Monday, August 29, 2016

Michael Josephson: Too poor to give

  When Teresa, a widow with four young children, saw a notice that members of her church would gather to deliver presents and food to a needy family, she took $10 out of her savings jar and bought the ingredients to make three dozen cookies. She got to the church parking lot just in time to join a convoy going to the home that was to receive the congregation’s help.

  The route was familiar, and she was stunned when the cars pulled up in front of her house. When the pastor saw her, he said, “We never expected you to join us, Teresa. We know it’s been a great struggle since your husband died, and we all wanted to support you.”

  Although she was uncomfortable being thought of as the object of charity, Teresa didn’t want to embarrass anyone so she cheerfully said, “Well, at least I can share these cookies with our friends.”

  This parable teaches us that no one is too poor to help others and that true charity is rooted in love and compassion. Poverty of spirit is worse than economic distress. Teresa’s story reminds us that very few of us give as much as we could and should.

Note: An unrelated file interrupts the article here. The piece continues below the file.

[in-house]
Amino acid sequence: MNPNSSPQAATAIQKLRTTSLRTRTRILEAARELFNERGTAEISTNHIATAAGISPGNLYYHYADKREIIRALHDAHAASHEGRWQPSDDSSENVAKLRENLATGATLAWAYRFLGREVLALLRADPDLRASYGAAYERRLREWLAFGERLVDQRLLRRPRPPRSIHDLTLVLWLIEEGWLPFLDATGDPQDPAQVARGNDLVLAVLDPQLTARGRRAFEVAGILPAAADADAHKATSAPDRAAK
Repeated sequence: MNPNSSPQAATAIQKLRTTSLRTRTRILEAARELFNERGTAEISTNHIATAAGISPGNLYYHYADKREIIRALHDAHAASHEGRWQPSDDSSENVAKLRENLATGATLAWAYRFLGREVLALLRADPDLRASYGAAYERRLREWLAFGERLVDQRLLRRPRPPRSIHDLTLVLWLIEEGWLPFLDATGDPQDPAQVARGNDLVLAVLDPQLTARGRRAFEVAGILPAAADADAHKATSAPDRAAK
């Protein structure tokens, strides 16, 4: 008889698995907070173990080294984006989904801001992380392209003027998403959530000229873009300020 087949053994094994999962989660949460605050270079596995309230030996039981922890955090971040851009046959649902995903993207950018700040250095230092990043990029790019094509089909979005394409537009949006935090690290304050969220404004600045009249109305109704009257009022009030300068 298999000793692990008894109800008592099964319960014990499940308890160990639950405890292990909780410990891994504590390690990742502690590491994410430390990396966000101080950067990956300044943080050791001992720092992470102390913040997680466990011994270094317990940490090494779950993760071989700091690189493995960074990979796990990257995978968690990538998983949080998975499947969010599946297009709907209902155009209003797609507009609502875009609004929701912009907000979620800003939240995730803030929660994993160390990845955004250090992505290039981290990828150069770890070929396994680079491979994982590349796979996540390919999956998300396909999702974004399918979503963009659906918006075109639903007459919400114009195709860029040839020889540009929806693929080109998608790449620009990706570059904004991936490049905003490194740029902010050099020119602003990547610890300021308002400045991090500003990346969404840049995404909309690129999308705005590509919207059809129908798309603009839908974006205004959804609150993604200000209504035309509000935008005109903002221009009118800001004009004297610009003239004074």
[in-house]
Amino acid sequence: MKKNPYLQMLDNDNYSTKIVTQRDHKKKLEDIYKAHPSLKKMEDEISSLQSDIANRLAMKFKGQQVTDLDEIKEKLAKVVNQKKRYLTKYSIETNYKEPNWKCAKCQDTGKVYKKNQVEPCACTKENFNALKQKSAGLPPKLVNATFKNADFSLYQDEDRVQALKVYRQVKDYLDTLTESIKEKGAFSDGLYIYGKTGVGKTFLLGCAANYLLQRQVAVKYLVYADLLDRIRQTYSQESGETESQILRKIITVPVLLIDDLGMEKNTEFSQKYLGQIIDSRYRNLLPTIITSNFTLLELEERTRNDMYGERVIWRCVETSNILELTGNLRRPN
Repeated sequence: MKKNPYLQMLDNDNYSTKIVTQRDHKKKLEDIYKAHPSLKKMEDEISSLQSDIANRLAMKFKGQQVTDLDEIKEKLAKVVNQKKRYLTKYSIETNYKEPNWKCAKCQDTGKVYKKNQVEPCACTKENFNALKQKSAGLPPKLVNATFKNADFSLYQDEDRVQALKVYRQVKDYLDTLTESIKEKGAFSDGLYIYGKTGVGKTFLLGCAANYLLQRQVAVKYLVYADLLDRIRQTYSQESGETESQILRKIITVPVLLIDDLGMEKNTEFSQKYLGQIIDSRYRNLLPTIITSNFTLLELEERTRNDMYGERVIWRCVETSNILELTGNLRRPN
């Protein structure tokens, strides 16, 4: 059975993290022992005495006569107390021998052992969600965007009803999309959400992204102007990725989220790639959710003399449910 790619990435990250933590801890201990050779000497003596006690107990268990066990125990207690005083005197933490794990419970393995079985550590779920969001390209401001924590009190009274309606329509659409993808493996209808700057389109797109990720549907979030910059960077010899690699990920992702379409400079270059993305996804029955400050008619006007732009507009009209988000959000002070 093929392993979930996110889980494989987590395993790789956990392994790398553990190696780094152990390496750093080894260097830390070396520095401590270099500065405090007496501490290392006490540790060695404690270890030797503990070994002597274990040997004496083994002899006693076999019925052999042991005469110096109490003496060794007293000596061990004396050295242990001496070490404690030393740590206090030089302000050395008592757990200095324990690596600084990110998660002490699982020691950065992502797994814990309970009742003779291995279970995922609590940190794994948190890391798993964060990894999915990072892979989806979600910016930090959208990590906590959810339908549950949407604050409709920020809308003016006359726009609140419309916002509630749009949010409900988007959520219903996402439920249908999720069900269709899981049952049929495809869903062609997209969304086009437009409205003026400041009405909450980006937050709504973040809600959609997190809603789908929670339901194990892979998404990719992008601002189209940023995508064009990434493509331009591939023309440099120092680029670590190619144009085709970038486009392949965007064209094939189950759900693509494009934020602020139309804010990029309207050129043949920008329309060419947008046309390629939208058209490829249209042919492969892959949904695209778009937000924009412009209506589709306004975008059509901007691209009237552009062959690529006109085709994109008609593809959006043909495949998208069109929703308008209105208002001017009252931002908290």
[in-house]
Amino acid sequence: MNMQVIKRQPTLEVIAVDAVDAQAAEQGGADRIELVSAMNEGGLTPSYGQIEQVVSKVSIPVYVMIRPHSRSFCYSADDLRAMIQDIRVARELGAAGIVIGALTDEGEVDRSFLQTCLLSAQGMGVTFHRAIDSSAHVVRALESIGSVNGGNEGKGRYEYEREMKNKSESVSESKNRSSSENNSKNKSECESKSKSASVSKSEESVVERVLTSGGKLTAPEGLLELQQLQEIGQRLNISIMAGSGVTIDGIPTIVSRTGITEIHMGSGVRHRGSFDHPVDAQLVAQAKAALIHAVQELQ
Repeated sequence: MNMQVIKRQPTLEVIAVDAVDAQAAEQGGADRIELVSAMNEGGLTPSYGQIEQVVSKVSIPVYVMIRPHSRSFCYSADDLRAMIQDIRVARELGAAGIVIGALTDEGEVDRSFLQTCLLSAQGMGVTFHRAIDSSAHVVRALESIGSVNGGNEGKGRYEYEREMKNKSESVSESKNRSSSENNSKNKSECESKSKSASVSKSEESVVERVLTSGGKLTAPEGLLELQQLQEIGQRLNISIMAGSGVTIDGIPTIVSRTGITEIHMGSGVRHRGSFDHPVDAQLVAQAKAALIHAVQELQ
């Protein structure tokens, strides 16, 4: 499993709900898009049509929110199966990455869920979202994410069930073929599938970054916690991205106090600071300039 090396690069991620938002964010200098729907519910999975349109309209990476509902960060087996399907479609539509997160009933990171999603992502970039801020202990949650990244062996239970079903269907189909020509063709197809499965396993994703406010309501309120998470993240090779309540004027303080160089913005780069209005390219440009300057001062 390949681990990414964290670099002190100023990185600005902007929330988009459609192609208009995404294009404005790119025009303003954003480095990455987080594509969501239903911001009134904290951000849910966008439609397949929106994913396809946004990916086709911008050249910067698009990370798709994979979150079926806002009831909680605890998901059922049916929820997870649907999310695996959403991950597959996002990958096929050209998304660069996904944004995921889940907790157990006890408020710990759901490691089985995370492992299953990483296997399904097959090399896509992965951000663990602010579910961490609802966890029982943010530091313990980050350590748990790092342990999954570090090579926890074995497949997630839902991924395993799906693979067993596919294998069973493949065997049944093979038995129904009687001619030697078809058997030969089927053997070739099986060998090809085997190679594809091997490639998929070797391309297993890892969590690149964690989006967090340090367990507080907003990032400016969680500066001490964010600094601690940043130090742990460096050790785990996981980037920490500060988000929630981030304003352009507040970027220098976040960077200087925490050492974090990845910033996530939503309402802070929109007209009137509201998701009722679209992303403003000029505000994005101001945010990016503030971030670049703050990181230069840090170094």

My friend Larry Rosen, former president of the YMCA of Metropolitan Los Angeles, introduced me to the concept of “sacrificial giving” – giving in abundance to a point where one must sacrifice something one desires.

  You can start out easy. Take whatever amount you were thinking of giving to charity, then double it. If that’s too much, increase it by 50 percent instead. The idea is to stretch yourself. It will mean a lot to those you help, but it will mean as much to your heart.

  About the author: Michael Josephson is one of the nation’s most sought-after and quoted ethicists. Founder and president of Josephson Institute and its CHARACTER COUNTS! project, he has conducted programs for more than 100,000 leaders in government, business, education, sports, law enforcement, journalism, law, and the military. Mr. Josephson is also an award-winning radio commentator.

  This article was published by the Josephson Institute.

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